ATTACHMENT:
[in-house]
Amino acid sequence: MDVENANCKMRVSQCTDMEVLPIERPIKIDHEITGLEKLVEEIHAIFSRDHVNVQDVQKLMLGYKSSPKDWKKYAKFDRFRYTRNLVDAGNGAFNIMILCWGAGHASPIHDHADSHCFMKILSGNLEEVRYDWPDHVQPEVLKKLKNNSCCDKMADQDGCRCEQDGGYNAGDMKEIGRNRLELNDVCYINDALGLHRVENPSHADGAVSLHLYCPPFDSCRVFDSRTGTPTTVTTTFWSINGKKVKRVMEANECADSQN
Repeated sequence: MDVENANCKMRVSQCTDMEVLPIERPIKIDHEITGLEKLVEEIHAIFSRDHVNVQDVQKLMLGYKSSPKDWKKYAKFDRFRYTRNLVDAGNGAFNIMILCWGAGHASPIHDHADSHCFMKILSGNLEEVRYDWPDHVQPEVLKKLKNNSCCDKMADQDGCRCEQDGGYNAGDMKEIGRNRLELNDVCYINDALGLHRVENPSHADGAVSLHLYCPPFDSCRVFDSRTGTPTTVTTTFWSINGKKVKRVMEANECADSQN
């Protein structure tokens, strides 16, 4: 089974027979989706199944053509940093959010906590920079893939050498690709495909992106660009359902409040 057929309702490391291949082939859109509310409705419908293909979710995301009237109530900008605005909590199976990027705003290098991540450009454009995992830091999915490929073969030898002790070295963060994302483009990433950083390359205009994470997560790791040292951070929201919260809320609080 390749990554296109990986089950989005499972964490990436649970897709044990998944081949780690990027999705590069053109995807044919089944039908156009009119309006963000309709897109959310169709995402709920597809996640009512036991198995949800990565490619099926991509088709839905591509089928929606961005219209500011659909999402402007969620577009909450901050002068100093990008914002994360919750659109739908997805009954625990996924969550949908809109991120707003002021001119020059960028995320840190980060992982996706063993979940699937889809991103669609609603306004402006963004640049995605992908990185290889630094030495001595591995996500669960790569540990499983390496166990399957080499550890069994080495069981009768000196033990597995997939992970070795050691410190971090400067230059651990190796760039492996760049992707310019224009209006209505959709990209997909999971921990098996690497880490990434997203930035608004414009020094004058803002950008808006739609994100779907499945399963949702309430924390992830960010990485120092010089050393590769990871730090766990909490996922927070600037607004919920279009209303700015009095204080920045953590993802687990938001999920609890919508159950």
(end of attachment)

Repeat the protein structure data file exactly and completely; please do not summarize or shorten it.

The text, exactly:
[in-house]
Amino acid sequence: MDVENANCKMRVSQCTDMEVLPIERPIKIDHEITGLEKLVEEIHAIFSRDHVNVQDVQKLMLGYKSSPKDWKKYAKFDRFRYTRNLVDAGNGAFNIMILCWGAGHASPIHDHADSHCFMKILSGNLEEVRYDWPDHVQPEVLKKLKNNSCCDKMADQDGCRCEQDGGYNAGDMKEIGRNRLELNDVCYINDALGLHRVENPSHADGAVSLHLYCPPFDSCRVFDSRTGTPTTVTTTFWSINGKKVKRVMEANECADSQN
Repeated sequence: MDVENANCKMRVSQCTDMEVLPIERPIKIDHEITGLEKLVEEIHAIFSRDHVNVQDVQKLMLGYKSSPKDWKKYAKFDRFRYTRNLVDAGNGAFNIMILCWGAGHASPIHDHADSHCFMKILSGNLEEVRYDWPDHVQPEVLKKLKNNSCCDKMADQDGCRCEQDGGYNAGDMKEIGRNRLELNDVCYINDALGLHRVENPSHADGAVSLHLYCPPFDSCRVFDSRTGTPTTVTTTFWSINGKKVKRVMEANECADSQN
């Protein structure tokens, strides 16, 4: 089974027979989706199944053509940093959010906590920079893939050498690709495909992106660009359902409040 057929309702490391291949082939859109509310409705419908293909979710995301009237109530900008605005909590199976990027705003290098991540450009454009995992830091999915490929073969030898002790070295963060994302483009990433950083390359205009994470997560790791040292951070929201919260809320609080 390749990554296109990986089950989005499972964490990436649970897709044990998944081949780690990027999705590069053109995807044919089944039908156009009119309006963000309709897109959310169709995402709920597809996640009512036991198995949800990565490619099926991509088709839905591509089928929606961005219209500011659909999402402007969620577009909450901050002068100093990008914002994360919750659109739908997805009954625990996924969550949908809109991120707003002021001119020059960028995320840190980060992982996706063993979940699937889809991103669609609603306004402006963004640049995605992908990185290889630094030495001595591995996500669960790569540990499983390496166990399957080499550890069994080495069981009768000196033990597995997939992970070795050691410190971090400067230059651990190796760039492996760049992707310019224009209006209505959709990209997909999971921990098996690497880490990434997203930035608004414009020094004058803002950008808006739609994100779907499945399963949702309430924390992830960010990485120092010089050393590769990871730090766990909490996922927070600037607004919920279009209303700015009095204080920045953590993802687990938001999920609890919508159950």